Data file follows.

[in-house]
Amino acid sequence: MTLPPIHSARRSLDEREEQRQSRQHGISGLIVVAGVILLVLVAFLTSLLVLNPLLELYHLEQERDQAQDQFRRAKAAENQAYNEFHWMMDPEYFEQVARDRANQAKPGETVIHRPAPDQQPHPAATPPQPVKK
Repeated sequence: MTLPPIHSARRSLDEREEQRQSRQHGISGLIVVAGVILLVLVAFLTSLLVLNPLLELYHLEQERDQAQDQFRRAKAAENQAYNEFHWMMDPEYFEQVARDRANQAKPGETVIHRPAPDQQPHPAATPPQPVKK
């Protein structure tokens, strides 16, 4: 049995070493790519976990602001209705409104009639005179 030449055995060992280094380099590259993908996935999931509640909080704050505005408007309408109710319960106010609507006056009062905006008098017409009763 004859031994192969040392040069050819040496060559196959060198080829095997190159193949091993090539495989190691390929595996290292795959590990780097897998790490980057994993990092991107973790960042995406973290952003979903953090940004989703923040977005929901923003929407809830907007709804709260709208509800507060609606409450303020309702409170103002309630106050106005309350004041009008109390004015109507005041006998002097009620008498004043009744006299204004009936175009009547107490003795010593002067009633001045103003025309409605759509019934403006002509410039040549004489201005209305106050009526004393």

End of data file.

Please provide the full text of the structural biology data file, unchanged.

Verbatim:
[in-house]
Amino acid sequence: MTLPPIHSARRSLDEREEQRQSRQHGISGLIVVAGVILLVLVAFLTSLLVLNPLLELYHLEQERDQAQDQFRRAKAAENQAYNEFHWMMDPEYFEQVARDRANQAKPGETVIHRPAPDQQPHPAATPPQPVKK
Repeated sequence: MTLPPIHSARRSLDEREEQRQSRQHGISGLIVVAGVILLVLVAFLTSLLVLNPLLELYHLEQERDQAQDQFRRAKAAENQAYNEFHWMMDPEYFEQVARDRANQAKPGETVIHRPAPDQQPHPAATPPQPVKK
């Protein structure tokens, strides 16, 4: 049995070493790519976990602001209705409104009639005179 030449055995060992280094380099590259993908996935999931509640909080704050505005408007309408109710319960106010609507006056009062905006008098017409009763 004859031994192969040392040069050819040496060559196959060198080829095997190159193949091993090539495989190691390929595996290292795959590990780097897998790490980057994993990092991107973790960042995406973290952003979903953090940004989703923040977005929901923003929407809830907007709804709260709208509800507060609606409450303020309702409170103002309630106050106005309350004041009008109390004015109507005041006998002097009620008498004043009744006299204004009936175009009547107490003795010593002067009633001045103003025309409605759509019934403006002509410039040549004489201005209305106050009526004393």